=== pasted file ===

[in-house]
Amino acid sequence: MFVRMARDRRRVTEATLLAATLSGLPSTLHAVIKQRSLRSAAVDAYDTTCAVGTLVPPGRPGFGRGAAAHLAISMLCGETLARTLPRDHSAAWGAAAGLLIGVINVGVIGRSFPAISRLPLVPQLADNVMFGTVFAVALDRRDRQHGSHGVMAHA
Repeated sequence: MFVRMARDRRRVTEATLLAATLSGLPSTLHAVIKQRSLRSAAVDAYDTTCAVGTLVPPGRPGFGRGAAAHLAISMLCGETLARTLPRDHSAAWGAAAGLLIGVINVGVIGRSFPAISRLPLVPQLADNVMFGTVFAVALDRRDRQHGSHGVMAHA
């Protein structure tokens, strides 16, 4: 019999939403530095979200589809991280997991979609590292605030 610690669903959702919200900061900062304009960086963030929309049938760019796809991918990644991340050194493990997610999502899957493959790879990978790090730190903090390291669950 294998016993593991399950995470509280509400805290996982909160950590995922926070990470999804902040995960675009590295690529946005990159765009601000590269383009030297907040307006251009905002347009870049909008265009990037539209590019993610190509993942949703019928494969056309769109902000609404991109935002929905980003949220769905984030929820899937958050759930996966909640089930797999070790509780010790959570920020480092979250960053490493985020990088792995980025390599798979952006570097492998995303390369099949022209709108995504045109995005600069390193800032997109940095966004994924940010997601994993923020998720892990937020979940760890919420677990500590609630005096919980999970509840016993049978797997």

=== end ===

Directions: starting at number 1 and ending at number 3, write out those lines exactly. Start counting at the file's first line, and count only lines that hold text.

[in-house]
Amino acid sequence: MFVRMARDRRRVTEATLLAATLSGLPSTLHAVIKQRSLRSAAVDAYDTTCAVGTLVPPGRPGFGRGAAAHLAISMLCGETLARTLPRDHSAAWGAAAGLLIGVINVGVIGRSFPAISRLPLVPQLADNVMFGTVFAVALDRRDRQHGSHGVMAHA
Repeated sequence: MFVRMARDRRRVTEATLLAATLSGLPSTLHAVIKQRSLRSAAVDAYDTTCAVGTLVPPGRPGFGRGAAAHLAISMLCGETLARTLPRDHSAAWGAAAGLLIGVINVGVIGRSFPAISRLPLVPQLADNVMFGTVFAVALDRRDRQHGSHGVMAHA